Has the secret of cat purring been revealed? What does science say

A purr is a type of distinctive snort made by some cats (illustration)

Most mammals produce Vocal sounds Through self-oscillation of the laryngeal tissue. On the contrary, it has long been believed that the cats Producing their voices purr Low-frequency bursting occurs through a radically different mechanism involving active muscle contractions, where neurally driven burst patterns (usually at 20-30 Hz) cause activation of the laryngeal muscles and modulate respiratory airflow.

now Researchers They finally have it Discover the volume key Feature includes soft pads on cats’ vocal cords. Scientists have wondered how they are able to emit their distinctive low-pitched purr, since low-frequency sounds are typically produced by larger animals with longer vocal cords. We are Purring pads The connective tissue in the vocal cords appears to increase their density, causing them to vibrate more slowly to emit the species’ characteristic roar.

The international team is led by an audio scientist Christian Herbst Subordinate University of Vienna In Austria, they point out in their paper that their research challenges the common belief that active muscle contractions cause purring. The study has just been published in the specialized journal Current biology.

Although there are several hypotheses, the reason behind the purring remains a mystery (illustration information)

Scientists now believe that purring may be a Passive dynamic behavior “These low-frequency vocal fold oscillations indicate a special vocal mode with an unusually long closed ratio, reminiscent of the recording of vocal fry in humans,” says Herbst, which continues automatically after the brain sends the start signal. When we talk to vocal fry, we think of a deep, guttural sound made by the vibration of the vocal cords at a very low frequency, which is sometimes described as a deep voice.

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“The thickness of the opening and the level of tension in the vocal folds, as well as the airflow through them, contribute to creating the sound. Purring pads work in a similar way, allowing kittens to purr Although their vocal cords are much shorter than oursUsing the same mechanisms that normally generate higher-frequency sounds like meowing, the expert adds.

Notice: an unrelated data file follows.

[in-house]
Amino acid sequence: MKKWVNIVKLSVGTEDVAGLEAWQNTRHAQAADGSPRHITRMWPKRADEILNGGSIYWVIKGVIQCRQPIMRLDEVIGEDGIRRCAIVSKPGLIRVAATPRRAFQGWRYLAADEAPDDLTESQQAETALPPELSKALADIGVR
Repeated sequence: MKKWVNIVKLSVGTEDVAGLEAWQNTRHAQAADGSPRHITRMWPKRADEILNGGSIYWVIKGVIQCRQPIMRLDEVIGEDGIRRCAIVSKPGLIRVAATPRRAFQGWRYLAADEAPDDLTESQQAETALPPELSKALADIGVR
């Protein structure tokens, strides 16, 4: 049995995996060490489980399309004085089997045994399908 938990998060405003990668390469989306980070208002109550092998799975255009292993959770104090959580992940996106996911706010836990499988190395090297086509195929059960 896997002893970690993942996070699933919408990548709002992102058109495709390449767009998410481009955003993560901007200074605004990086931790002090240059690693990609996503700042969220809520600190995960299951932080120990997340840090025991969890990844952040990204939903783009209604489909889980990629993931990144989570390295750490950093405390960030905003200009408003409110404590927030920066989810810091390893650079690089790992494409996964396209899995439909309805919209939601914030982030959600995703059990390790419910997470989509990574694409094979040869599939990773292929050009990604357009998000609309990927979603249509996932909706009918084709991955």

The collagen and elastin fibers in the connective tissues of the vocal folds are arranged into structures that, like a cat’s meow, dampen the high frequencies of their sounds. These structures, up to 4 mm in diameter, were previously discovered in Domestic catsBut its role in purring has not been explored. To investigate, Herbst and his colleagues removed the larynx, which houses the vocal cords, from eight dead domestic cats. They then applied pressure to the vocal cords and forced warm, humidified air through them.

The study was conducted at the University of Vienna using throat gas taken from dead cats (Image illustration: Infobae)

Without muscle contractions or nerve stimuli, The eight throat produced a purr From intrinsic oscillations in the vocal folds at frequencies in the purring range of domestic cats, between 25 and 30 Hz, this surprising result shows that muscle contraction is not necessary for purring. Connective tissue structures may be the key factor, although this would have to be proven by measuring the process in live cats, which is slightly more difficult.

“Although our data do not completely reject the hypothesis of active muscle contraction for purring – continues the specialist – they do show that the cat’s larynx can easily produce sounds in the purring system with fundamental frequencies of 25 to 30 Hz without neural input. Neither contracting muscles.”

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The reason behind cats purring It remains a mystery. Some theories suggest that it indicates contentment and encourages greater interaction with the humans he interacts with. Research also suggests that purring can be a healing mechanism. The research could lead to new insights into the role of purring in cats’ health and well-being. This could help scientists Developing new technologies that mimic purring, such as cat calming devices or even new treatments for pain and anxiety.

Myrtle Frost

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